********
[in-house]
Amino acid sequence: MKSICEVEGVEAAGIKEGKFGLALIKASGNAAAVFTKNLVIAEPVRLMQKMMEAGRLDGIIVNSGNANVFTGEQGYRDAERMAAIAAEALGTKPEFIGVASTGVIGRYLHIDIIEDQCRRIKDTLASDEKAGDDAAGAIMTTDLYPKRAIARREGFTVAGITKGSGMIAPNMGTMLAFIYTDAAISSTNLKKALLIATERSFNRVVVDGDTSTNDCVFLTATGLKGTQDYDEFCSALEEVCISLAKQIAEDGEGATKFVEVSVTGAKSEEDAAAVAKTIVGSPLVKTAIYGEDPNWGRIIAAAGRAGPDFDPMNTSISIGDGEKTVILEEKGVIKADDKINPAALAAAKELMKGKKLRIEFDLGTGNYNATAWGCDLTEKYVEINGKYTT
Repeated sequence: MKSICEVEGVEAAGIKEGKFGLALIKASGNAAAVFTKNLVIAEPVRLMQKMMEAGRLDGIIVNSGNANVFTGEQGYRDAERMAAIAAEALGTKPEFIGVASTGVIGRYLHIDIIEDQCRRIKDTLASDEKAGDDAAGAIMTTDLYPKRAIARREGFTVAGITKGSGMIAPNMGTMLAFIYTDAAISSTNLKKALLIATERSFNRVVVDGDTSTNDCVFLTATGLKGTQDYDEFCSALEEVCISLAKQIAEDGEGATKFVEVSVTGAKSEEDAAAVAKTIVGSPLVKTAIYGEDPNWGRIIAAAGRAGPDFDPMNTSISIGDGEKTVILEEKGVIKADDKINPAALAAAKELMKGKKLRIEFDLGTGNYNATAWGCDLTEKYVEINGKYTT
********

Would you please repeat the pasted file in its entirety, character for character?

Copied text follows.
[in-house]
Amino acid sequence: MKSICEVEGVEAAGIKEGKFGLALIKASGNAAAVFTKNLVIAEPVRLMQKMMEAGRLDGIIVNSGNANVFTGEQGYRDAERMAAIAAEALGTKPEFIGVASTGVIGRYLHIDIIEDQCRRIKDTLASDEKAGDDAAGAIMTTDLYPKRAIARREGFTVAGITKGSGMIAPNMGTMLAFIYTDAAISSTNLKKALLIATERSFNRVVVDGDTSTNDCVFLTATGLKGTQDYDEFCSALEEVCISLAKQIAEDGEGATKFVEVSVTGAKSEEDAAAVAKTIVGSPLVKTAIYGEDPNWGRIIAAAGRAGPDFDPMNTSISIGDGEKTVILEEKGVIKADDKINPAALAAAKELMKGKKLRIEFDLGTGNYNATAWGCDLTEKYVEINGKYTT
Repeated sequence: MKSICEVEGVEAAGIKEGKFGLALIKASGNAAAVFTKNLVIAEPVRLMQKMMEAGRLDGIIVNSGNANVFTGEQGYRDAERMAAIAAEALGTKPEFIGVASTGVIGRYLHIDIIEDQCRRIKDTLASDEKAGDDAAGAIMTTDLYPKRAIARREGFTVAGITKGSGMIAPNMGTMLAFIYTDAAISSTNLKKALLIATERSFNRVVVDGDTSTNDCVFLTATGLKGTQDYDEFCSALEEVCISLAKQIAEDGEGATKFVEVSVTGAKSEEDAAAVAKTIVGSPLVKTAIYGEDPNWGRIIAAAGRAGPDFDPMNTSISIGDGEKTVILEEKGVIKADDKINPAALAAAKELMKGKKLRIEFDLGTGNYNATAWGCDLTEKYVEINGKYTT